Janek Mann is a 39-year-old maker who focuses on sensor technology and supports his colleagues as a research associate at the University of Edinburgh in the United Kingdom by building different devices to support their research.
The German maker came to Shenzhen 2 years ago. “For electronics, Shenzhen is the main city in the world,” said Mann, adding that electronic development is much faster in Shenzhen.
Printed circuit boards are an essential part of Mann’s products. According to Mann, Shenzhen is more effective and cheaper at making this kind of component. It takes as little as 24 hours to receive an order, and Mann is an example. “In China, you pay an additional fee of 200 yuan (US$29), whereas in the United Kingdom you might have to pay as much as 1000 sterling pounds (US$1,234) for a very urgent order,” he said.
The situation for small companies is becoming unfriendly due to the reconstruction of the urban villages, said Mann. Recently, an assembly factory that Mann had cooperated with for a long time had to move from Baishizhou due to the construction of new real estate. These factories and small workshops should be preserved as these seemingly insignificant companies support the vital innovators in Shenzhen, said Mann.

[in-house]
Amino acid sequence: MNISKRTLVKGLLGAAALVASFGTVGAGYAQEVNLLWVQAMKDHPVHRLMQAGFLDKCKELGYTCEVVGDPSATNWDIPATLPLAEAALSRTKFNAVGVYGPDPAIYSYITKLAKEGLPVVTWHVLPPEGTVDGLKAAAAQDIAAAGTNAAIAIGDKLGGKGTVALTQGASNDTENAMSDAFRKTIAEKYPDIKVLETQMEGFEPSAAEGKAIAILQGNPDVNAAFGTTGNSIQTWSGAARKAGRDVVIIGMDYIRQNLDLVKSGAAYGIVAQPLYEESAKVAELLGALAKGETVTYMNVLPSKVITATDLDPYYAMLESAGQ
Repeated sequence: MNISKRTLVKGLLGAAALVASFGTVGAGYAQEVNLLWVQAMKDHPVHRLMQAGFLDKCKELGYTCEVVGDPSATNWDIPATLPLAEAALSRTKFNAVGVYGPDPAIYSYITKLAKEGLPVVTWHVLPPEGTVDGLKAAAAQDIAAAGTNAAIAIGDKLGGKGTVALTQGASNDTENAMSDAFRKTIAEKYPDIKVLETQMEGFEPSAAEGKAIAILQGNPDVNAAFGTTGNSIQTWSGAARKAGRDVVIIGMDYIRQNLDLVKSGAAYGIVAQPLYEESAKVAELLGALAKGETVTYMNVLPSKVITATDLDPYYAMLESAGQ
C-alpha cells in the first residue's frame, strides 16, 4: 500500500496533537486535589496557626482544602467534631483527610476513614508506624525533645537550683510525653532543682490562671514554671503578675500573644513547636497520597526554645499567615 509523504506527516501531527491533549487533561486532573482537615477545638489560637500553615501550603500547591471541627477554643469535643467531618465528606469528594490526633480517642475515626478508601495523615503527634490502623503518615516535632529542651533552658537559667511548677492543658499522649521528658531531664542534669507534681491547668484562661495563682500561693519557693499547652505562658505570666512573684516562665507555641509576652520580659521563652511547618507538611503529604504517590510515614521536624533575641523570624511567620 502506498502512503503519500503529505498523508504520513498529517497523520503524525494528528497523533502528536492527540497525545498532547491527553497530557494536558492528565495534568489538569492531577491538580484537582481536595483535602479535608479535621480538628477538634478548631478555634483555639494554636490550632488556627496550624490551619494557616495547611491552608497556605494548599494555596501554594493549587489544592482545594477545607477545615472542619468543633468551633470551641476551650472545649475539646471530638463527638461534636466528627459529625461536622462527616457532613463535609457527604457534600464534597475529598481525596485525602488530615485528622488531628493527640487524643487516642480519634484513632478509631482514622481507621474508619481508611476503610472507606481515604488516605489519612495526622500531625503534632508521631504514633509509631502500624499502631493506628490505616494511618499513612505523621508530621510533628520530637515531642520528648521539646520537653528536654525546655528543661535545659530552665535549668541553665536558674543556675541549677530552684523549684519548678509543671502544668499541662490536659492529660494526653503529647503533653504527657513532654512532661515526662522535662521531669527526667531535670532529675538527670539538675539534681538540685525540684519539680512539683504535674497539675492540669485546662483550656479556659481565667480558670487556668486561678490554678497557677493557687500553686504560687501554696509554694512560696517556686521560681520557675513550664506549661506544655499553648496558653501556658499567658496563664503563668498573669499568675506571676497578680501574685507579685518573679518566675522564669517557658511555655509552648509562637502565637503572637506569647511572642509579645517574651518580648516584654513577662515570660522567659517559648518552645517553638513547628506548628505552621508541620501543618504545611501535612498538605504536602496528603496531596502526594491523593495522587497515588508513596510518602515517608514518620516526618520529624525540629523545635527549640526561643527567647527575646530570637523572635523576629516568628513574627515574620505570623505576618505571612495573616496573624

Shenzhen should keep supporting these nascent small companies, said Mann. “In Germany, small companies can get tax deductions for research and development into new technologies,” he said.
Mann finds that young Chinese people have a lot of sources of pressure especially social pressure. Many people tell the young generation that you should have a car, a house and a decent job, said Mann.
It is really important for a country to have a young generation that is doing different things, Mann said. “There is a stereotype that China is full of copies, I think that’s part of the reason,” he said. Mann hopes people can transition from this kind of culture and tells the young people, “You should be confident to explore your ideas.”
Mann set up a company, Spot Sensors Ltd., which focuses on environmental monitoring for both individuals and cities as a whole two years ago in the United Kingdom. In the future, he plans to devote himself to new projects. For example, he wants to share his knowledge with the maker community through a series of workshops, and he is developing a way to make more advanced maker skills, such as using CNC machines and making metal molds, easier for others to understand.
Mann has also set up a wiki entry to aid in the knowledge exchange between Chinese and international makers, called the “Maker dictionary,” at http://github.com/makerdic/makerdic/wiki .